Okay, you've all heard about the bin-busting corn crop. But how big is it really?
According to USDA, corn yields are currently at a record 160.2 bushels per acre, pushing production to a record 11.7 billion bushels. That exceeds the old record set in 2003 by 16 percent. Note that 2003's bushels per acre came in at 142.2 bushels.
Since beginning stocks and imports are unchanged for this month, the projected total supply is 12.7 billion bushels, up from 2003/2004’s 11.2 billion.
Tremendous growing conditions across corn country provided the setting that lead to the abundant harvest. There's little question that plant breeding and constantly improving production practices are paying off as well. It's worth noting that this year's crop produced a record number of ears per acre, up 3 percent from the previous record– again set in 2003.
Domestic feed grain use is up fractionally from last month, USDA reports, but total use is down because of reduced exports. This has resulted in higher stocks, which in turn has tempered corn prices. World trade projections are down. For now, projections look for U.S. corn exports to be down 0.5 million tons.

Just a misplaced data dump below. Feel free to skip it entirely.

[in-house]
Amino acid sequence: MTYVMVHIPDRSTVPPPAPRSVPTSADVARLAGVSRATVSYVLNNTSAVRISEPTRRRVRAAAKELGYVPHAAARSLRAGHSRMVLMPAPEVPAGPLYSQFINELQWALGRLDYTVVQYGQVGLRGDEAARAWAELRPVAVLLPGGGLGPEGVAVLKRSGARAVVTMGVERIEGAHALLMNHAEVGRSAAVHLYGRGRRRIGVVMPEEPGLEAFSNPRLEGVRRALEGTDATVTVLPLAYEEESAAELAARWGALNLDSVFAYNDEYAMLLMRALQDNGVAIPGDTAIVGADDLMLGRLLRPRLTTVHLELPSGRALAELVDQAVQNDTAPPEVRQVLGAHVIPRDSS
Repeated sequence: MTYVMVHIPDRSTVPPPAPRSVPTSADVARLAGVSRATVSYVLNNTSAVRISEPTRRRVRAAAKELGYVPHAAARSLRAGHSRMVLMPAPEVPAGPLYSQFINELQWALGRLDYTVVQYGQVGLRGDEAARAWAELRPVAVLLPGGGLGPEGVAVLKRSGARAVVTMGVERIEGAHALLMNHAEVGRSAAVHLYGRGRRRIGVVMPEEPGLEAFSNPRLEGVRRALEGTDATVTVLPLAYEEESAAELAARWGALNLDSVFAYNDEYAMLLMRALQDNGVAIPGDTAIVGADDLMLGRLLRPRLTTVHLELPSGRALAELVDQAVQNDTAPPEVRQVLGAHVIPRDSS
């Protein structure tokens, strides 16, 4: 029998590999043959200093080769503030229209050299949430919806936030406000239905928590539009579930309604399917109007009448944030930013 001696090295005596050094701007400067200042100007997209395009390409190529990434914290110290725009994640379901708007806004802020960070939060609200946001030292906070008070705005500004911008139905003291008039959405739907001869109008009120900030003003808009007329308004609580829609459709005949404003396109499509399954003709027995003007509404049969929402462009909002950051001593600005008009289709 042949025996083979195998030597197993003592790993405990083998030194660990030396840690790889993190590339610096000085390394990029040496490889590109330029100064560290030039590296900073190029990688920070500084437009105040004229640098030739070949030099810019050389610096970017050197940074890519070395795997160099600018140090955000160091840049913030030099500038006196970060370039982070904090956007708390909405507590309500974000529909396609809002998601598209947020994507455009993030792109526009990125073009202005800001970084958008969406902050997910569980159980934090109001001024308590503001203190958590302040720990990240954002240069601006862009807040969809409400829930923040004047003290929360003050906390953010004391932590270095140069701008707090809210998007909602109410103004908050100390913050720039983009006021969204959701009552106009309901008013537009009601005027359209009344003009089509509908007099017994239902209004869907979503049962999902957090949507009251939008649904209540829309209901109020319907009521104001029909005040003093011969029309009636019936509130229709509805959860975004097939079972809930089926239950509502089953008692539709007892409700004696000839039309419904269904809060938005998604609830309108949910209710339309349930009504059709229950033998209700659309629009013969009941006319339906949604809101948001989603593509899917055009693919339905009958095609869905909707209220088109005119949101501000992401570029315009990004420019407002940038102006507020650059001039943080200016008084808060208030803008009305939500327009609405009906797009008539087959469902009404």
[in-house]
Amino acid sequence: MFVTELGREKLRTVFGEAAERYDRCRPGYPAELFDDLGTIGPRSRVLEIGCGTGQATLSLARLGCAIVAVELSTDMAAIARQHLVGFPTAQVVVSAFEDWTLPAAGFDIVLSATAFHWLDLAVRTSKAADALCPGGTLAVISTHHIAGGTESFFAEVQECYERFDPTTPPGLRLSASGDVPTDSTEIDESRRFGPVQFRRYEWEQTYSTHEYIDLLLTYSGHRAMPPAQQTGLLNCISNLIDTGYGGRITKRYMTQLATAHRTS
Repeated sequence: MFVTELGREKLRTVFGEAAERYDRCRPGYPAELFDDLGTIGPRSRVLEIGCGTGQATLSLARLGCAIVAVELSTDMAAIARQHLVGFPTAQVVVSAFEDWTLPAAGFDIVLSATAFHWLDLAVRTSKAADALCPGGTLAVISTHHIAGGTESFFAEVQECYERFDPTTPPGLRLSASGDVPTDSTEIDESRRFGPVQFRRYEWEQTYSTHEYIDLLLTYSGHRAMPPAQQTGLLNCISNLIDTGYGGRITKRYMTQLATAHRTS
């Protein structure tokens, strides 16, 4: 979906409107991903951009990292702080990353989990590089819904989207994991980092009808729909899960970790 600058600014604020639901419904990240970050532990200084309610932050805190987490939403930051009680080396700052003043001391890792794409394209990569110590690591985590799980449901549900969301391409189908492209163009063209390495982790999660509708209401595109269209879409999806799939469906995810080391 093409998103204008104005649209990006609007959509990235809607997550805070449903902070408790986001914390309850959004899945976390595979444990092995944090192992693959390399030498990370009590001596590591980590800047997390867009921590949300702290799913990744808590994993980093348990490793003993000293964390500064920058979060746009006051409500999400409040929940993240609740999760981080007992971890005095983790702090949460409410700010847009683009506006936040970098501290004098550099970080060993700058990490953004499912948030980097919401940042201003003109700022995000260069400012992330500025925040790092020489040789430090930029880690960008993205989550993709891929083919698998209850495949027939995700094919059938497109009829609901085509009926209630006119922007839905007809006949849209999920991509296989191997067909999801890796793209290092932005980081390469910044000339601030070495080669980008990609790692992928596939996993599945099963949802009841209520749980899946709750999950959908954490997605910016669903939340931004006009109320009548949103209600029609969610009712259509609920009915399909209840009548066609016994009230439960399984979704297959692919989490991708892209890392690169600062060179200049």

Overall, 2004/2005 U.S. feed grain production is forecast at a record 318 million metric tons, up from 275.5 million in 2003/2004, notes USDA officials. There has been no change in beginning stocks or imports, so total supply increased the same amount as production.
Total 2004/2005 feed grain use is projected at 297.8 million tons, up from 280 million in 2003/2004.
Granted there's lots of uses for corn today, and there's lots of interest in expanding ethanol production. But pork producers should benefit from reasonably priced– dare I say cheap corn.
To take a look at USDA's entire report and graphics, go to: http://usda.mannlib.cornell.edu/reports/erssor/field/fds-bb/2004/fds04jf.pdf